“Poor wee thing” – to be so easily gulled. Dirty dairying is still very much a “thing” – no matter how many carefully chosen “Potemkin” dairy farms the Prime Minister is invited to tour. Just how sensitive the industry remains to the true state of affairs on the nation’s dairy farms was illustrated with chilling force in Southland. Like something out of a Hollywood movie, an environmentalist photographer, identified as the person responsible for securing images of cows up to their haunches in supposedly non-existent mud, found himself looking out his front window at a pick-up truck-load of good ‘ole boys enjoying a “barbecue” outside his front gate. Intimidation? Nah, just a few mates having a few beers.
Now, who do you think those good ‘ole boys feel more comfortable with as National’s leader? Simon Bridges, who, bravely swung his caucus in behind the Zero Carbon Bill? Todd Muller, the guy who worked tirelessly to make that crucial cross-party consensus on climate change a reality? Or, Judith Collins, who has run her party’s colours back up the flagpole of “predatory delay” which has constituted the core tactic of Federated Farmers’ climate change strategy for three decades? The next time those good ‘ole boys from the heartland feel the need to fire up the barbee, they can use the pages and pages of National Party environmental policy that Collins has spent the past week discarding, to get it started.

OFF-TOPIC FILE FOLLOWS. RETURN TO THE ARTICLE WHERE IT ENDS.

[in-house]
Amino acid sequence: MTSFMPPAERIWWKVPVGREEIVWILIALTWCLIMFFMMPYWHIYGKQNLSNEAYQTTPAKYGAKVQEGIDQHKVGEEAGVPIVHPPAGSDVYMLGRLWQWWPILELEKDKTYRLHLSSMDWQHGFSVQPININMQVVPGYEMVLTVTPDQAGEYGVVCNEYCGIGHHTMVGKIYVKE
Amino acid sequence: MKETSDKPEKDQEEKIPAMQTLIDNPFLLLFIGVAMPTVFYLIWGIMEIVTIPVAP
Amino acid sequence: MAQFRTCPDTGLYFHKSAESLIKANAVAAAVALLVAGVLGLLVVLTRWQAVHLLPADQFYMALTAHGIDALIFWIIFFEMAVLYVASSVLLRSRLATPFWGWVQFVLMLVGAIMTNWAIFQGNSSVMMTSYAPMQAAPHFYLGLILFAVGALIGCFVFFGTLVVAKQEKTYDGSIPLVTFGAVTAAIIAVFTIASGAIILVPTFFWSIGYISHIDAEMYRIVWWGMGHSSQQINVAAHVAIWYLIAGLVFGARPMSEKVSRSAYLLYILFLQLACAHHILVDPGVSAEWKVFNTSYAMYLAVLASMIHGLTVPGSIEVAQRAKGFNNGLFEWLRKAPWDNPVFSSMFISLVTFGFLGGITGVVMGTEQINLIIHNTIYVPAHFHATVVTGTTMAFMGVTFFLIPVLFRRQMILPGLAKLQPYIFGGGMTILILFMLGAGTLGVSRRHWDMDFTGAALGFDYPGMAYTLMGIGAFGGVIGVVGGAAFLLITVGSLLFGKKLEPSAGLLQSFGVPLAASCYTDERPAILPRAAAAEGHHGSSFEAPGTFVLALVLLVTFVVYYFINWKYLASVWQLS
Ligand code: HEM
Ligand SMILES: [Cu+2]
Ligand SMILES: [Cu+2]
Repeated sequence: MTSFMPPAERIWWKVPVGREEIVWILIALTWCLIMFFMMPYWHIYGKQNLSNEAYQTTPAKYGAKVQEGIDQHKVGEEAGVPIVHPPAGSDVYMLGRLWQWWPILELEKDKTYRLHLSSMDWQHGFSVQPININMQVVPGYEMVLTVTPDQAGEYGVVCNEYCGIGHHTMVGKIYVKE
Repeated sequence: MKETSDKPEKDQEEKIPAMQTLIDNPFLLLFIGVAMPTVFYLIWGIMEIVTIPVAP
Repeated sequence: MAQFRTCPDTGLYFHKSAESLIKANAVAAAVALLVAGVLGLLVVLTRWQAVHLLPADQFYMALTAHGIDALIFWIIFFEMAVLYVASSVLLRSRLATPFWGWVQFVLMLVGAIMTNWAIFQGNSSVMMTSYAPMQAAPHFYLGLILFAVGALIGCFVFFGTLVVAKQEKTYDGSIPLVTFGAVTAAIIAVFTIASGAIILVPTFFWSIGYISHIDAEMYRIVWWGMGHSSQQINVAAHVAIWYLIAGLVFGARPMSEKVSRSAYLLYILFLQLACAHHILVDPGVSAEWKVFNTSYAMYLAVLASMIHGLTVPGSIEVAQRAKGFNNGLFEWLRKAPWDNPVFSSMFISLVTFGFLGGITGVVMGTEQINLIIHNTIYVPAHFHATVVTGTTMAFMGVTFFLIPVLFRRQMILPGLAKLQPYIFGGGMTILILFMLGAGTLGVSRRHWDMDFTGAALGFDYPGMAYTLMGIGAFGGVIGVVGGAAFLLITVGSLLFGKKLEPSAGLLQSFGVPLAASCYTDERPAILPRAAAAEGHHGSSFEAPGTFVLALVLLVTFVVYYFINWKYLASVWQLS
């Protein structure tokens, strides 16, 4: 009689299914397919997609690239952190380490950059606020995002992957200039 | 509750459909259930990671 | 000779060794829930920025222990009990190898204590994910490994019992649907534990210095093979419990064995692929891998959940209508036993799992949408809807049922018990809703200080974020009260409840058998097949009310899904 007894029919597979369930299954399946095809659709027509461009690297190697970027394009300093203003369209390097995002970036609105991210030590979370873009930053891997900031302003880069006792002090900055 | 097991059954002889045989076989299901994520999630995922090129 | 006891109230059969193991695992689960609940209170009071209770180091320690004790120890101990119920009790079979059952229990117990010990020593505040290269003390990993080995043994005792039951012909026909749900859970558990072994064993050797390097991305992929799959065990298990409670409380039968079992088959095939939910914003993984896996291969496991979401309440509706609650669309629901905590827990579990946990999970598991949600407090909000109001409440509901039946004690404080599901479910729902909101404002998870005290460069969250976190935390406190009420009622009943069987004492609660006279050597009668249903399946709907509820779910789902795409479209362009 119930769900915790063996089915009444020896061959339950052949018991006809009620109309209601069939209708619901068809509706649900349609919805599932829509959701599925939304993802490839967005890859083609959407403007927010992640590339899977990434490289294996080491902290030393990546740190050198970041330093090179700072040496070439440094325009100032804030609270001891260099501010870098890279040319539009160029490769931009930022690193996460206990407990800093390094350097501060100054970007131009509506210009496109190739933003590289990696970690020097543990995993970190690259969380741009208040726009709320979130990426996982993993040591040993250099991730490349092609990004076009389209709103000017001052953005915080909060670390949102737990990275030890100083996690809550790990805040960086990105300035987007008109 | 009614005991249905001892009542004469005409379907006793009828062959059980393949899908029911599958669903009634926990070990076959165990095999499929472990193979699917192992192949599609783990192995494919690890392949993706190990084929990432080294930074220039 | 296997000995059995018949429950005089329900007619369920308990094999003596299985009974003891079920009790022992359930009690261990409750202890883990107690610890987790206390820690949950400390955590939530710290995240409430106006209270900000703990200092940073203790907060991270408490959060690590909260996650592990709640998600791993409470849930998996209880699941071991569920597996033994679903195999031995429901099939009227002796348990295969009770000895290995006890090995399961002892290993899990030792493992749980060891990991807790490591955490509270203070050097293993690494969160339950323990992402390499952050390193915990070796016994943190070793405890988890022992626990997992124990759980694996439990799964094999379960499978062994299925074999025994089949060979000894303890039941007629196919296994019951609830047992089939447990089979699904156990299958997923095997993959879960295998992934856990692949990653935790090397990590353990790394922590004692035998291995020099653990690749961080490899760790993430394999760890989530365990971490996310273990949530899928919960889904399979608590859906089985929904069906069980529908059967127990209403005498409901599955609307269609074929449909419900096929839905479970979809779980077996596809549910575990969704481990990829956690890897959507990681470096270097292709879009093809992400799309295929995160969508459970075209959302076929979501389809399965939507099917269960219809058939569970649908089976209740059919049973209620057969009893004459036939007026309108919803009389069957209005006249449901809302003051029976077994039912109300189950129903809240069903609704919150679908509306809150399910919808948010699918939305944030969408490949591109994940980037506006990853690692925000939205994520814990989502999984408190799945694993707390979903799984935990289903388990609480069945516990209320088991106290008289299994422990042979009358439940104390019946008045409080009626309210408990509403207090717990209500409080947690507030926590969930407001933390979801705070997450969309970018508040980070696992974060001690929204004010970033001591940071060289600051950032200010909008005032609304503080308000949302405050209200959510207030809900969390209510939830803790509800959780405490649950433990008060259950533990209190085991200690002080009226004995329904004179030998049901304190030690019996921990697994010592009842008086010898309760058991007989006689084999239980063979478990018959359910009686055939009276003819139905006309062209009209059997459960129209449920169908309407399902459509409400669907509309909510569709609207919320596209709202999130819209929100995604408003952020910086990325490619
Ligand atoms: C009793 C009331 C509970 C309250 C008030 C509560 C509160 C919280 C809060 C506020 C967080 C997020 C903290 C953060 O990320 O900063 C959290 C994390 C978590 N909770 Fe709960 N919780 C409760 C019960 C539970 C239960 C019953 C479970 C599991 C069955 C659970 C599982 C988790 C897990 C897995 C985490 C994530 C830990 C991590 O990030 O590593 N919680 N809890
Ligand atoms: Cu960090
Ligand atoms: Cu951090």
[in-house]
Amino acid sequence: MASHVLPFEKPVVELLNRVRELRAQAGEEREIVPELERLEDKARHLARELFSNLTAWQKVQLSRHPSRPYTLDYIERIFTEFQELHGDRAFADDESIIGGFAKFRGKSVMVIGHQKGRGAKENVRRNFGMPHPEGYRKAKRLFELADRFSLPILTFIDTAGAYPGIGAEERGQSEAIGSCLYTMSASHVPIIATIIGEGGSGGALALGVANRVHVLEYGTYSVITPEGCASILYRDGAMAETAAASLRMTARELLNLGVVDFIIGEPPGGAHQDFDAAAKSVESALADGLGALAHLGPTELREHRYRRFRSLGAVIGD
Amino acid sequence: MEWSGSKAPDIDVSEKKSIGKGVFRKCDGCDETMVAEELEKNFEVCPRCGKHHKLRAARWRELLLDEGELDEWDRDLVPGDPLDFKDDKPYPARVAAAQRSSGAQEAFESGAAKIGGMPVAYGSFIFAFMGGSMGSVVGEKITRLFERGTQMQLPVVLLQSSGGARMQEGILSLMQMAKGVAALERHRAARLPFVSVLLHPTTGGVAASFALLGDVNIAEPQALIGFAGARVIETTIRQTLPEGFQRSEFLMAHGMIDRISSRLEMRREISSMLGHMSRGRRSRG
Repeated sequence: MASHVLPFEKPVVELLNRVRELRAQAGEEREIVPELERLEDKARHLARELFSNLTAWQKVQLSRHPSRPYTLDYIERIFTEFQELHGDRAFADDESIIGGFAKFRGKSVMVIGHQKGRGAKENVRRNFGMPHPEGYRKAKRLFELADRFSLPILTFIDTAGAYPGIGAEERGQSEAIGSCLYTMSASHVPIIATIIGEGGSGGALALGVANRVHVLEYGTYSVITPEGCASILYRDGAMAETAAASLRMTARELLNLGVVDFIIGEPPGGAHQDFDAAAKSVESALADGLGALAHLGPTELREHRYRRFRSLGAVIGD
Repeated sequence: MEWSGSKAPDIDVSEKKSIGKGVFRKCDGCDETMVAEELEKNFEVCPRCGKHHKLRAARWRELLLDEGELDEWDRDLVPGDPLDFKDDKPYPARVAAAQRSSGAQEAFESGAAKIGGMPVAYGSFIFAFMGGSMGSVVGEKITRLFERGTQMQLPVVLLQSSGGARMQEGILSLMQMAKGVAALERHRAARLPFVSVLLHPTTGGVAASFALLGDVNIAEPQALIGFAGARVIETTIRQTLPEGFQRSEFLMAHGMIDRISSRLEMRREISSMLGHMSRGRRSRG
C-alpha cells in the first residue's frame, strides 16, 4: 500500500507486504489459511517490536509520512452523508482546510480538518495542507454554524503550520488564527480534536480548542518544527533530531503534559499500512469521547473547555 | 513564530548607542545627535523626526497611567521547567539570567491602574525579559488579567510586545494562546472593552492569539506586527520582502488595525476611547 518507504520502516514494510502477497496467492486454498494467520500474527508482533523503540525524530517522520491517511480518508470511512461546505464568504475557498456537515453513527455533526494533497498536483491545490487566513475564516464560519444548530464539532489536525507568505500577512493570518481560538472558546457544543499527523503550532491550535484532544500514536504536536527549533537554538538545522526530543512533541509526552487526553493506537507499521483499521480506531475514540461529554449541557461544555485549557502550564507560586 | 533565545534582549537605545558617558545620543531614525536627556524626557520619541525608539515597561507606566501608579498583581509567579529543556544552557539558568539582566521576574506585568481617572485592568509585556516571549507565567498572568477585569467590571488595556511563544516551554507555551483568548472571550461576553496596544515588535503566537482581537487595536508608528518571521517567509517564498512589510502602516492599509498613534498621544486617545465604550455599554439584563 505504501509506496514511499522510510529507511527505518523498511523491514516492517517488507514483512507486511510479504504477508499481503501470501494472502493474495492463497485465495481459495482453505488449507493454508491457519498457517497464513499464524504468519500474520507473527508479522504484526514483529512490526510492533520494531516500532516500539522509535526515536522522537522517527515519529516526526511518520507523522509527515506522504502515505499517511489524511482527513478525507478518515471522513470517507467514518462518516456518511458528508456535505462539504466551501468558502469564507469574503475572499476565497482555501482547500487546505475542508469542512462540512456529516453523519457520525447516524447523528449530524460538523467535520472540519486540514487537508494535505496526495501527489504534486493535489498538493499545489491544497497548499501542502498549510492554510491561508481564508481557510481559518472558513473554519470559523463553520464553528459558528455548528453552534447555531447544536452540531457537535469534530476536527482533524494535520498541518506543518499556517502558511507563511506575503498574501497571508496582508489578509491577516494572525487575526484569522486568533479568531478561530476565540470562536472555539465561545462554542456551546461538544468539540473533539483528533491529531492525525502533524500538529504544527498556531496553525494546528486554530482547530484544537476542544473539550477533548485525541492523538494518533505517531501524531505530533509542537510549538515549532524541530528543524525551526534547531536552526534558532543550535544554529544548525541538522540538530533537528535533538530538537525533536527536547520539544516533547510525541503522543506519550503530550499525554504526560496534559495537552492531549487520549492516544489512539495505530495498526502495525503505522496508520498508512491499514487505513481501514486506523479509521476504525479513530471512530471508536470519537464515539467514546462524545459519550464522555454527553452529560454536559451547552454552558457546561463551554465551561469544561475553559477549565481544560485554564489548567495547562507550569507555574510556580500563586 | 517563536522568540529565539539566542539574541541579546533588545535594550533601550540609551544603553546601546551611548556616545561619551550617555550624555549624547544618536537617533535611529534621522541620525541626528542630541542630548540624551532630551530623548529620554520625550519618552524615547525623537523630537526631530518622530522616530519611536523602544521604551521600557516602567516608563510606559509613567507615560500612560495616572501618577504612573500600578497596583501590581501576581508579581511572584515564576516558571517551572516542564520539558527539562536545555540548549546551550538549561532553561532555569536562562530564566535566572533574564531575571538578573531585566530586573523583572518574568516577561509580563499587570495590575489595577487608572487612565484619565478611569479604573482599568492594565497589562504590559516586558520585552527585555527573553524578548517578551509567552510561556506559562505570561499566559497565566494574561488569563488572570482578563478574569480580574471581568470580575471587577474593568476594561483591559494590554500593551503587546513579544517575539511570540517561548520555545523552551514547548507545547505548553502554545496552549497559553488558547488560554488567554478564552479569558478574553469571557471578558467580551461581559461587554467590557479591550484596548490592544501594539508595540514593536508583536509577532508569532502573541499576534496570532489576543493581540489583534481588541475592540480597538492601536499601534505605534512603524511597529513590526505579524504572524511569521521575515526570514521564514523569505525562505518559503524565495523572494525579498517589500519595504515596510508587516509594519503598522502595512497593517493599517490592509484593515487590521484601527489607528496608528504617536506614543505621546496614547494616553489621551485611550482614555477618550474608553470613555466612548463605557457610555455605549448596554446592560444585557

Voters should (but most probably won’t) ask themselves how Collins could get away with such a stunning reversal. What has happened to enable this sudden and dramatic shift to the right on climate change and water quality? The explanation is brutally simple. In the wake of Todd Muller’s personal meltdown, and the abrupt departure of his discredited liberal allies, the balance of power in the National Party caucus has shifted to the evangelical right.
In this context, the word “evangelical” is doing (to borrow the Prime Minister’s curious phrase) “double duty”. It not only denotes the cluster of deeply conservative evangelical Christians who now comprise the hard-core of the National Party’s emerging conservative majority, but also those fervent communicators of the “good news” concerning what they see as the indisputable superiority of neoliberal capitalism over “socialism” in all its guises. This shift away from the highly saleable political moderation of the Key-English era, towards the hard-line, socially-conservative and climate-change-denying policies of the Australian Centre-Right, will likely usher-in a period of heightened political divisiveness in New Zealand.